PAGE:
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As a follow up to this question I started thinking about another question. During racemization, enantiomers are mixed in a equal ratios to form an optically inactive mixture.

What type of reactions can take place between the enantiomers and how would this affect the mixture, if at all?

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  • $\begingroup$ Racemisation isn't reaction between enantiomers but reaction turning part of one enantiomer into other. $\endgroup$
    – Mithoron
    Jun 10, 2015 at 17:33

2 Answers 2

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If a chiral molecule (an enantiomer) can react with itself, dimerize for example, to form a new compound, then formation of this new compound would contaminate the racemic mixture.

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(image source)

Perhaps more importantly is interaction of the racemic mixture with itself in the solid state. Just as the interaction between a right hand and left hand is different than the interaction between two right hands, the interaction between the R form and S form of the enantiomer will be different than the interaction between two R (or two S) forms.

In liquids and gases, molecular encounters are fleeting and cannot be preserved or "locked in" for significant periods of time as they can be in a solid. In other words, any favorable, lower energy molecular encounters are quickly broken apart by the energetically larger effects of thermal motion. However, when the racemic mixture is in a solid phase, if the interaction between R and R (or S and S) is lower in energy then the interaction between R and S, then the R and S enantiomers will tend to form separate crystals and a mixture of pure R and pure S crystals will result. Such mixtures are often termed "conglomerates". On the other hand if the interaction between R and S is more favorable (lower in energy), then a racemic compound or racemate is formed where each crystal contains R-S pairs.

A conglomerate, being a simple mixture, will show a melting point depression compared to the pure enantiomer. A racemic compound may have a melting point higher or lower than the pure enantiomer.

Further reading on racemic conglomerates and racemic compounds can be found here and here.

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  • $\begingroup$ Can you give more links about formation of conglomerates and why they are not formed in liquid and gaseous state? $\endgroup$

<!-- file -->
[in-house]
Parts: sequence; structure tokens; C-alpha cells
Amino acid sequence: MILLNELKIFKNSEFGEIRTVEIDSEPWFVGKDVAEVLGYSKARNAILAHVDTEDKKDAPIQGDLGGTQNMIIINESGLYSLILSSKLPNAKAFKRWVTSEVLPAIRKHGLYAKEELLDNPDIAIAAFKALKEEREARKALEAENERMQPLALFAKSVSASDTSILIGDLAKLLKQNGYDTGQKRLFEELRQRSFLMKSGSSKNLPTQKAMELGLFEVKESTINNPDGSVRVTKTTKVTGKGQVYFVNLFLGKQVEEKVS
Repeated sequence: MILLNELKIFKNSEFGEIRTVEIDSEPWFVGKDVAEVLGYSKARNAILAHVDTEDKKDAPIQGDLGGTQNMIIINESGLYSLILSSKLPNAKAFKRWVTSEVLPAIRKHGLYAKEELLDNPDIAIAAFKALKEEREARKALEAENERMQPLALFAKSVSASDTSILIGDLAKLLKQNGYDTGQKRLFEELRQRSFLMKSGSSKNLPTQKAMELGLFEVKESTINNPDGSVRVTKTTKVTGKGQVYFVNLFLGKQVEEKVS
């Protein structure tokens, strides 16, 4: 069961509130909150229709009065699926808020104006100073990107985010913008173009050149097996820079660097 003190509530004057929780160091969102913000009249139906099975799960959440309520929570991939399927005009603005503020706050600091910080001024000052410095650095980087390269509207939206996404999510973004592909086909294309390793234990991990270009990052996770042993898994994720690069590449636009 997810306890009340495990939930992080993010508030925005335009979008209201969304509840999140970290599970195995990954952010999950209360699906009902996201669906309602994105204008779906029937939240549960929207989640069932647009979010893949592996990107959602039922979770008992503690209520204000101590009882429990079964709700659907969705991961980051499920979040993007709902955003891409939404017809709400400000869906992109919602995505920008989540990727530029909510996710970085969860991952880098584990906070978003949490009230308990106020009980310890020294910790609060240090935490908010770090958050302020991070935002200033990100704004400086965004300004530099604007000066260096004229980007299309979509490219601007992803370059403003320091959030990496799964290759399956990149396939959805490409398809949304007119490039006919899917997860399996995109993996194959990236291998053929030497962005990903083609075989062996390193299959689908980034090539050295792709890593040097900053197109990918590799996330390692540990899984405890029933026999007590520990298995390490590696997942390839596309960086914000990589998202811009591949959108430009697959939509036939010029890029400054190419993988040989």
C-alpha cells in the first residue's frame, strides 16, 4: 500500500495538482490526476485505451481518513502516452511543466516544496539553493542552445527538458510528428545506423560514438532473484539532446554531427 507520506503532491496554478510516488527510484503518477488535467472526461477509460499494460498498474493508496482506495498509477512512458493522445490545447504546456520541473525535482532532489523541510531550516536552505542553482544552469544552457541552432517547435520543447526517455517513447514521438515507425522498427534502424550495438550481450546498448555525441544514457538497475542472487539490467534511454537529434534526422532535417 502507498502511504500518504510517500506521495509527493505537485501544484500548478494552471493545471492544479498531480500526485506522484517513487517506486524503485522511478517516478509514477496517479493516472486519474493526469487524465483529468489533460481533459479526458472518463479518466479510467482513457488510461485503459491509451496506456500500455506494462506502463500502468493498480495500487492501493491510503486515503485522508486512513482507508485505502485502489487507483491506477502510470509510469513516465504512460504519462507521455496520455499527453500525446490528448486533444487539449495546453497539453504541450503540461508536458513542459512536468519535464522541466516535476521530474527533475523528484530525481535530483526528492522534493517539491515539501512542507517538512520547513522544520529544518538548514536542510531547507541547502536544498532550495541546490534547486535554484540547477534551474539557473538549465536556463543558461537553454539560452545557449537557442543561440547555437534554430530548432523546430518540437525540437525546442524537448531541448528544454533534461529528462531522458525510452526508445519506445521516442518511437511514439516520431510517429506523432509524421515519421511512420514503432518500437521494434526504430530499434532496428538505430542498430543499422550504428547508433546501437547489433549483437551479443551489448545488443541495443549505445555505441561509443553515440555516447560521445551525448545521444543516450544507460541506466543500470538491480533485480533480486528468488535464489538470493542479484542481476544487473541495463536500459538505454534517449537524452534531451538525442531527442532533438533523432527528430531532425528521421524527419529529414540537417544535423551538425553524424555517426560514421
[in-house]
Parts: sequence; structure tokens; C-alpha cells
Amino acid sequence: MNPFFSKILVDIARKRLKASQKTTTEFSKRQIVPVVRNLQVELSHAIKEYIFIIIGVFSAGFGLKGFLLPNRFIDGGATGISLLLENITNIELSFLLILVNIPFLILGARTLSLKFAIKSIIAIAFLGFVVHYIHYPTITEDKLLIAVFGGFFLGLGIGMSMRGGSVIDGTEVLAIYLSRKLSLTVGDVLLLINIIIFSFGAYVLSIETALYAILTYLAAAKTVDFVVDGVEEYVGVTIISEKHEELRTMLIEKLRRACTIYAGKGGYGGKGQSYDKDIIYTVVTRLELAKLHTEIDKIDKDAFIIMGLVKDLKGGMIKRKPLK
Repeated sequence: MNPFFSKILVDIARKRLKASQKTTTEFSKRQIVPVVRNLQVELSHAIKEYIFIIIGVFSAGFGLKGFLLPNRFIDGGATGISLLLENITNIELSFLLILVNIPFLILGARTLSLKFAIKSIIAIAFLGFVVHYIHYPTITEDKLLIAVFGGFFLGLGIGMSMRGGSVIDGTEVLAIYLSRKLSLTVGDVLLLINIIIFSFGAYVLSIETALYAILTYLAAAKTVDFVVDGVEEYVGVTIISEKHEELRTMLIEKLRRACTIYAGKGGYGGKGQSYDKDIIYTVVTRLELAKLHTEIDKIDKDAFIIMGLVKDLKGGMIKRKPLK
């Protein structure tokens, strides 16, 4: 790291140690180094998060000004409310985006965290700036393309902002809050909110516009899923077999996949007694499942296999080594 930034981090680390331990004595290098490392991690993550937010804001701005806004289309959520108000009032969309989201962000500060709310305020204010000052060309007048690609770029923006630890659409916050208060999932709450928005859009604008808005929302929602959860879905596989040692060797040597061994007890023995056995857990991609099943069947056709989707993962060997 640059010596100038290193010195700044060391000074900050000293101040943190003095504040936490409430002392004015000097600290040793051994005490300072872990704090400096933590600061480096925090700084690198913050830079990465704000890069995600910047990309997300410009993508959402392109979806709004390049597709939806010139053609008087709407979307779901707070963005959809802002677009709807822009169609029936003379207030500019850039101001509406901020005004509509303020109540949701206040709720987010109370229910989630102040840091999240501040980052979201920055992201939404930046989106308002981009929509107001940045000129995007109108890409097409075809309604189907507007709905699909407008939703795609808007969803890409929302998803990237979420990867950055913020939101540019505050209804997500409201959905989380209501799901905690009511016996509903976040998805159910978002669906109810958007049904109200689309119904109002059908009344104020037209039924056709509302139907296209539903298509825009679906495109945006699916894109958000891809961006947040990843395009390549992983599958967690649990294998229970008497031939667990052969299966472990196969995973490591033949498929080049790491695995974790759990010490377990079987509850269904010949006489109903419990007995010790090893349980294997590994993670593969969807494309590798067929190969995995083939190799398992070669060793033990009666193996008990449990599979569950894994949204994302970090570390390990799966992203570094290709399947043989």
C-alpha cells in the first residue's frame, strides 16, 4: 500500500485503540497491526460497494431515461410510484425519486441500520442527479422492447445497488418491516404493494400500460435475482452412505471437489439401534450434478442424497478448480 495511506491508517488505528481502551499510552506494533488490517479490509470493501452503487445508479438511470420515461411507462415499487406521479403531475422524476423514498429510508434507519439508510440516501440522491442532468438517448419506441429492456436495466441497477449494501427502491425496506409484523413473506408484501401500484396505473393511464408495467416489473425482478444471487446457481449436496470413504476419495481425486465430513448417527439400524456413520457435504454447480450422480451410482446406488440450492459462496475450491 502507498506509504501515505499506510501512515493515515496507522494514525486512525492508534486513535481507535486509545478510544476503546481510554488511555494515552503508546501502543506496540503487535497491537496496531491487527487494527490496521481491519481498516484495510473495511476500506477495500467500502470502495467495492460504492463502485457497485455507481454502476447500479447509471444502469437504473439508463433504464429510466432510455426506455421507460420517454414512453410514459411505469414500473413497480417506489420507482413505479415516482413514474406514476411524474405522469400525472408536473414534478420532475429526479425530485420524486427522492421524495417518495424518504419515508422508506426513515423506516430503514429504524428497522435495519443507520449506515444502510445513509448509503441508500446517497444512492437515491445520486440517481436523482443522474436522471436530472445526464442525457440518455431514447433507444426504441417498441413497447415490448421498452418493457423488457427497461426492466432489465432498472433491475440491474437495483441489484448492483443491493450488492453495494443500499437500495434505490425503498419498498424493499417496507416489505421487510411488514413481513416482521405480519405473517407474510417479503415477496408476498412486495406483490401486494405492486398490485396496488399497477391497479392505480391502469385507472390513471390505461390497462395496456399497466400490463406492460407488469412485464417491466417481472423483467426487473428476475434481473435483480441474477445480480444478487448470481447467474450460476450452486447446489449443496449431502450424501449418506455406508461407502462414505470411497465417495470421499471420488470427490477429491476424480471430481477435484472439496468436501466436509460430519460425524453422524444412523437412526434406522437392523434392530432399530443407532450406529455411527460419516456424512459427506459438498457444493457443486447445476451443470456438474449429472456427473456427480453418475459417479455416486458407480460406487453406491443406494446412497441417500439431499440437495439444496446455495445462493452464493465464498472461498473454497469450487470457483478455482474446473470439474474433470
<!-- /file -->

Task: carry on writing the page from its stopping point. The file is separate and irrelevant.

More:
– Jdeep
    Sep 6, 2020 at 16:01
  • $\begingroup$ @NoahJ.Standerson I modified the answer to address your comment. $\endgroup$
    – ron
    Sep 7, 2020 at 18:57
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This is a difficult question to answer without having specific compounds to work with, but let's say that you have a pair of enantiomers with a single stereocenter, so there's an (R)-enantiomer and an (s)-enantiomer. There are four possible reactions:

$\ce{R + R -> RR}$

$\ce{R + S -> RS}$

$\ce{S + R -> SR}$

$\ce{S + S -> SS}$

The set of products are four stereoisomers of which there are two pairs of enantiomers: (RR)/(SS) and (RS)/(SR). [Note that I'm assuming that the chemical reaction renders the (RS)/(SR) compounds asymmetrical. If they were symmetrical, then these would be achiral, meso compounds.]

Where this could get more interesting is that the rates of those reactions are not necessarily the same, since we have two chiral reactants interacting. Consider the transition states leading to RR and RS. Those transition states diastereomeric, and thus require different activation energies. This shouldn't be surprising since RR and RS are diastereomers, which have different energies. The reaction with the lower activation energy is called the matched case, and the reaction with the higher activation energy is called the mismatched case. I'm not aware of any chemistry where the possible starting materials are all stereoisomers of each other, but this phenomenon can be important for setting new stereocenters in compounds that already have stereocenters.

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